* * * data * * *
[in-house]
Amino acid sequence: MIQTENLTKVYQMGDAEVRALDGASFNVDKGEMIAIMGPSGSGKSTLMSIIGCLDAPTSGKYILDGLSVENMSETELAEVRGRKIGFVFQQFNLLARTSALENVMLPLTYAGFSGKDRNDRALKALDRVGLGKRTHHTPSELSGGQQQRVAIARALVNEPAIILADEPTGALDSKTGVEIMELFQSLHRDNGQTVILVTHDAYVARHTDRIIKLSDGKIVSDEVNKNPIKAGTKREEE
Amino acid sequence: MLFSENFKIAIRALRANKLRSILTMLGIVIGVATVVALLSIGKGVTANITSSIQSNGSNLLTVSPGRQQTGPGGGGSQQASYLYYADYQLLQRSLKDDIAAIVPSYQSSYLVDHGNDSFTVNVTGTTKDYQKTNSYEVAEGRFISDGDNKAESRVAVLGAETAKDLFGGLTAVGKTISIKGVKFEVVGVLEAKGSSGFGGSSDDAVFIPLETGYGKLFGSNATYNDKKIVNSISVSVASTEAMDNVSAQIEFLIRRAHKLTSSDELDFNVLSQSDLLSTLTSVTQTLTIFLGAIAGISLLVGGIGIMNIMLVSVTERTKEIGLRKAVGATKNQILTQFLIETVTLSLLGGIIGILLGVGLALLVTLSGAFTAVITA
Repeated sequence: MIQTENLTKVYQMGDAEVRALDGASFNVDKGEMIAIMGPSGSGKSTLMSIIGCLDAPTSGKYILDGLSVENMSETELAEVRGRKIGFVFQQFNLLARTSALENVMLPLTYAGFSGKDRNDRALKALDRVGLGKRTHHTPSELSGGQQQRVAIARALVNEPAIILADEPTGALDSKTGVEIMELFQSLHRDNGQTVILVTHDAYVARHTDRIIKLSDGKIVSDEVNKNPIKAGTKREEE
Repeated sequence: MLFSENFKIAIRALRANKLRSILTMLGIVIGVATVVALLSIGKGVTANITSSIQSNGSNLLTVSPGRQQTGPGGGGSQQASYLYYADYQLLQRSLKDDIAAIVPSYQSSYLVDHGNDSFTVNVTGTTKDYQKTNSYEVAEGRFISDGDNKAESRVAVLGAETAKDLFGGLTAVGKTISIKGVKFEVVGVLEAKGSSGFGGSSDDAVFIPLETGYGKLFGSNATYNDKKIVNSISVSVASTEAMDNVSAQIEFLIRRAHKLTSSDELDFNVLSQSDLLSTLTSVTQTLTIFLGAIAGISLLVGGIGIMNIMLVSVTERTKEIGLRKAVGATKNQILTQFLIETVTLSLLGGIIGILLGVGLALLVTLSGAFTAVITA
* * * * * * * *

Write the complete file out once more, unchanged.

[in-house]
Amino acid sequence: MIQTENLTKVYQMGDAEVRALDGASFNVDKGEMIAIMGPSGSGKSTLMSIIGCLDAPTSGKYILDGLSVENMSETELAEVRGRKIGFVFQQFNLLARTSALENVMLPLTYAGFSGKDRNDRALKALDRVGLGKRTHHTPSELSGGQQQRVAIARALVNEPAIILADEPTGALDSKTGVEIMELFQSLHRDNGQTVILVTHDAYVARHTDRIIKLSDGKIVSDEVNKNPIKAGTKREEE
Amino acid sequence: MLFSENFKIAIRALRANKLRSILTMLGIVIGVATVVALLSIGKGVTANITSSIQSNGSNLLTVSPGRQQTGPGGGGSQQASYLYYADYQLLQRSLKDDIAAIVPSYQSSYLVDHGNDSFTVNVTGTTKDYQKTNSYEVAEGRFISDGDNKAESRVAVLGAETAKDLFGGLTAVGKTISIKGVKFEVVGVLEAKGSSGFGGSSDDAVFIPLETGYGKLFGSNATYNDKKIVNSISVSVASTEAMDNVSAQIEFLIRRAHKLTSSDELDFNVLSQSDLLSTLTSVTQTLTIFLGAIAGISLLVGGIGIMNIMLVSVTERTKEIGLRKAVGATKNQILTQFLIETVTLSLLGGIIGILLGVGLALLVTLSGAFTAVITA
Repeated sequence: MIQTENLTKVYQMGDAEVRALDGASFNVDKGEMIAIMGPSGSGKSTLMSIIGCLDAPTSGKYILDGLSVENMSETELAEVRGRKIGFVFQQFNLLARTSALENVMLPLTYAGFSGKDRNDRALKALDRVGLGKRTHHTPSELSGGQQQRVAIARALVNEPAIILADEPTGALDSKTGVEIMELFQSLHRDNGQTVILVTHDAYVARHTDRIIKLSDGKIVSDEVNKNPIKAGTKREEE
Repeated sequence: MLFSENFKIAIRALRANKLRSILTMLGIVIGVATVVALLSIGKGVTANITSSIQSNGSNLLTVSPGRQQTGPGGGGSQQASYLYYADYQLLQRSLKDDIAAIVPSYQSSYLVDHGNDSFTVNVTGTTKDYQKTNSYEVAEGRFISDGDNKAESRVAVLGAETAKDLFGGLTAVGKTISIKGVKFEVVGVLEAKGSSGFGGSSDDAVFIPLETGYGKLFGSNATYNDKKIVNSISVSVASTEAMDNVSAQIEFLIRRAHKLTSSDELDFNVLSQSDLLSTLTSVTQTLTIFLGAIAGISLLVGGIGIMNIMLVSVTERTKEIGLRKAVGATKNQILTQFLIETVTLSLLGGIIGILLGVGLALLVTLSGAFTAVITA